What a great way to begin the A-Z Challenge!ReplyDelete
Say, have you seen the Choo Choo Soul Alphabet song? My niece and nephew love it!
I recall my sons watching Sesame Street and one of their favorite segments was when the program featured the big letter of the day.ReplyDelete
Wishing you the best with the alphabet lessons; it may seem like a simple task, but it is so important.
I'd say the alphabet is pretty important :D I think I've taken it for granted too. We obviously would not get very far in life without it.ReplyDelete
Great start to A-Z!
If we hadn't invented letters we'd probably still be grunting at each other!ReplyDelete
It's hard to remember a time when I _didn't_ understand the alphabet. It's such a powerful thing that I take for granted every day. Thanks for the reminder of how amazing it really is! :)ReplyDelete
One of my earliest memories is trying to copy words my mother had written. It is a powerful thing, and when we understand it we have power too.Delete
My son had an electronic alphabet desktop toy he was obsessed with. It helped solidify the alphabet in his sponge of a mind. Then I bought him flashcards and he learned how to read as he turned 3 years old!ReplyDelete
It's such a challenge! But it's rewarding!ReplyDelete
And the reward is definitely worth the challenge.Delete
Such a logical choice to start the challenge! Brilliant! Good luck with all the instruction. It's an investment that will pay off for the rest of his life.ReplyDelete
Literacy is such an important skill to have. Good for you, Mom, for getting your son off to the right start!ReplyDelete
Thanks, I'm sure I'll need it. He's interested in learning but little sister couldn't care less. She'll be the hard one.Delete
A perfect start to the challenge!ReplyDelete
I'm visiting from the A to Z Blog Challenge
Peanut Butter and Whine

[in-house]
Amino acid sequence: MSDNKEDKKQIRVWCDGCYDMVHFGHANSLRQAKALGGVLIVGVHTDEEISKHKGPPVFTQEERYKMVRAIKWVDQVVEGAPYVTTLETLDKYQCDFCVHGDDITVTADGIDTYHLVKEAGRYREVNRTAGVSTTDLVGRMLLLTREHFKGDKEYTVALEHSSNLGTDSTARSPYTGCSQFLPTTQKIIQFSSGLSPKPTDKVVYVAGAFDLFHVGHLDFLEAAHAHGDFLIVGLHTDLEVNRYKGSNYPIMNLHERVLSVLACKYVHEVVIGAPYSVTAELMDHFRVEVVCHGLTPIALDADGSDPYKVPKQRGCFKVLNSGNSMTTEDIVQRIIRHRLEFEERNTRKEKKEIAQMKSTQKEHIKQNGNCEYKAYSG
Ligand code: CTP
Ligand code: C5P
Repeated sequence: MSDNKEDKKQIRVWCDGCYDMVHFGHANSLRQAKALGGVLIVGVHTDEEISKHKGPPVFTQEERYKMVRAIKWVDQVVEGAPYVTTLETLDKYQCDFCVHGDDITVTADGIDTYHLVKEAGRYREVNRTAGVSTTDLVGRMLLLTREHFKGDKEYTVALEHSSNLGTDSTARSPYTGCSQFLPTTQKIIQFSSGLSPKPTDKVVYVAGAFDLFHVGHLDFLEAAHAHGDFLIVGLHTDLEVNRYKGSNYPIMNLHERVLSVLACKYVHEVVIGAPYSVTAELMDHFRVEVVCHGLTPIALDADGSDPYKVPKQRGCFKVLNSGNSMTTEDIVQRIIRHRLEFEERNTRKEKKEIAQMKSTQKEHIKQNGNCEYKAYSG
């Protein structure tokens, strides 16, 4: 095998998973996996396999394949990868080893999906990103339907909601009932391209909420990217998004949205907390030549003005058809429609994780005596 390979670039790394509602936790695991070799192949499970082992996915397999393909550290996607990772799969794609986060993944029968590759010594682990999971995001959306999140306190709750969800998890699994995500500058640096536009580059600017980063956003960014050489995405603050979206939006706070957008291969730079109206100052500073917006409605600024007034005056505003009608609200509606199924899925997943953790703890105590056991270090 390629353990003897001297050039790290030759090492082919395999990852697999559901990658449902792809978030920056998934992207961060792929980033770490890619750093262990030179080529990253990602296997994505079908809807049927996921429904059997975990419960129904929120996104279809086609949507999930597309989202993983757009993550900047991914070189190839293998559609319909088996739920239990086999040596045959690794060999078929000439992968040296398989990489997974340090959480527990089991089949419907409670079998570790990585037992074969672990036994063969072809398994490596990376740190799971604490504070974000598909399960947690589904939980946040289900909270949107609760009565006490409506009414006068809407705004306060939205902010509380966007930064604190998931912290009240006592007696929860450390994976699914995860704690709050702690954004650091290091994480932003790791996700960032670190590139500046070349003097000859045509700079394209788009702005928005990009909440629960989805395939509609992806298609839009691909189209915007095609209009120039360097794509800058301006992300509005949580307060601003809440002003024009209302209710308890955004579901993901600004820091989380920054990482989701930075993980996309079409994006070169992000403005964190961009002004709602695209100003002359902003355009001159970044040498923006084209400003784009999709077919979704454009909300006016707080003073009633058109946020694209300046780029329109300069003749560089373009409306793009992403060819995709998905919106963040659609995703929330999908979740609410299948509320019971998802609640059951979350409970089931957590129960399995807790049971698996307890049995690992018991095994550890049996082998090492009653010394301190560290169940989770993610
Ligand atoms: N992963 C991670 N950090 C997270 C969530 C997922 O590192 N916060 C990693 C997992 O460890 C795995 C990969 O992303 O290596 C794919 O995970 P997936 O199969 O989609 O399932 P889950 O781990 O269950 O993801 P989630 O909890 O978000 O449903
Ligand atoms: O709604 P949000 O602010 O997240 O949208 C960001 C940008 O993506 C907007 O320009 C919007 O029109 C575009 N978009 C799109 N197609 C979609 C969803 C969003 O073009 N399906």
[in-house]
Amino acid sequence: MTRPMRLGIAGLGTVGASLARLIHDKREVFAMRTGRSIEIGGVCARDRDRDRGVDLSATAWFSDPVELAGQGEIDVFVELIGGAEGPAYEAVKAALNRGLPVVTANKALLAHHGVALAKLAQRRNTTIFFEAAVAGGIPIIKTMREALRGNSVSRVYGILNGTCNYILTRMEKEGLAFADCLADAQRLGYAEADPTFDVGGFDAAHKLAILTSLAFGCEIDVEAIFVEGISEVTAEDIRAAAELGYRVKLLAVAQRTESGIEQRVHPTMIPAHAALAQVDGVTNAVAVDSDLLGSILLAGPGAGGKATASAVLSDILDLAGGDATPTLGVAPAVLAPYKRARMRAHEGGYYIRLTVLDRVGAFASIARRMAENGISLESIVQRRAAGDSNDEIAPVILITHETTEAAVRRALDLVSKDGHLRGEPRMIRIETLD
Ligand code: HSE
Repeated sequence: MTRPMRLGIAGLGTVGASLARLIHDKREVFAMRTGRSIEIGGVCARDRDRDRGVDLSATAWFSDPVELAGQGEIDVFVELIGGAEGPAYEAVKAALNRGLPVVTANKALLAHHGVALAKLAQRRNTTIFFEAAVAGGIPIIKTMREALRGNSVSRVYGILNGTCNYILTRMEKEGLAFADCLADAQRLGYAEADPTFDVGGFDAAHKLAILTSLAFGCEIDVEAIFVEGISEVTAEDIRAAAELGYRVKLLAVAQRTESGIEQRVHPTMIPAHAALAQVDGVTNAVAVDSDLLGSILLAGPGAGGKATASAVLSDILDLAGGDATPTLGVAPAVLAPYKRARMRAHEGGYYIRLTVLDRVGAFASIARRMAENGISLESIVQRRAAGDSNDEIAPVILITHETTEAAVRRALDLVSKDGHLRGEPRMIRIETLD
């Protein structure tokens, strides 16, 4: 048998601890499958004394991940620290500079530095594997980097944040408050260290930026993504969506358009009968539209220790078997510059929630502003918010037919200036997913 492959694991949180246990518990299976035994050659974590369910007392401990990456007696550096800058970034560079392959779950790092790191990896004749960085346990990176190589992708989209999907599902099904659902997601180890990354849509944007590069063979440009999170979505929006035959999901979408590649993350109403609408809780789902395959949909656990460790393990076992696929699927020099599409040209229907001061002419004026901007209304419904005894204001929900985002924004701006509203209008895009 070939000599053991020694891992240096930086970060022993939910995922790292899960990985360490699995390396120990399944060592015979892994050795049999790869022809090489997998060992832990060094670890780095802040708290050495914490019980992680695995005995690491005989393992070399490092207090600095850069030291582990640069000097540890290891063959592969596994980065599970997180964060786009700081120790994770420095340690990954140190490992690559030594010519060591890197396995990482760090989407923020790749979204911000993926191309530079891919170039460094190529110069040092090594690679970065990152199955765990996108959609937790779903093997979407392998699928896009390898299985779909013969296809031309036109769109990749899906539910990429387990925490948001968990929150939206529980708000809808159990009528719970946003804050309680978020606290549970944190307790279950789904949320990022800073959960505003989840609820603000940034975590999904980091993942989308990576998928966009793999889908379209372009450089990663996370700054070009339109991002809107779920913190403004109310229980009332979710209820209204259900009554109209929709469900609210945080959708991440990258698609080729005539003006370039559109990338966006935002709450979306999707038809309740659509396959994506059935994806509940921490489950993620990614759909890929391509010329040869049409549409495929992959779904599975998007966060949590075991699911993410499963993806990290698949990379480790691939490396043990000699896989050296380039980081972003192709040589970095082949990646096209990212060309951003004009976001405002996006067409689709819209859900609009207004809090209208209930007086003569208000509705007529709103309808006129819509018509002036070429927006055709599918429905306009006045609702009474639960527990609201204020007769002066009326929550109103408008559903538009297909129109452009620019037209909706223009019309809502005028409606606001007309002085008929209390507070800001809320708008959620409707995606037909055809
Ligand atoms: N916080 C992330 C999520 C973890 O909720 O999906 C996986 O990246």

Teaching your children helps bring back the true wonders of little things. I hope you both have a blast! We've been working on letters and I never knew the joy that those 26 little scribbles could bring.ReplyDelete
Some of the most proud moments I had as an aunt is to hear my nephews say the alphabet for the first time with no mistakes. It brightens my day and makes me smile big.ReplyDelete
Words are pretty much a part of everything we do. There's alwasy something to be read. What would we do without words, without 26 little squiggles?
That's great if he's ready for it. My son already knows his letters. Okay, so the kid is 25 years old, but he knows the alphabet. ;)ReplyDelete
Stopping by from A-Z. Please visit my humor blog.
Although I don't have children, I am constantly fascinated by the sponge-like capacity of their brains and ability to learn new concepts like the alphabet.ReplyDelete
Happy to be sharing the A to Z challenge with you!
I do think about words a lot. Go figure. I'm a writer. But lately I've been wishing I could speak another language fluently. That would be kewl.ReplyDelete
It's been a long time since my children first learned their ABCs. Now I'm happy to watch my grandchildren learning.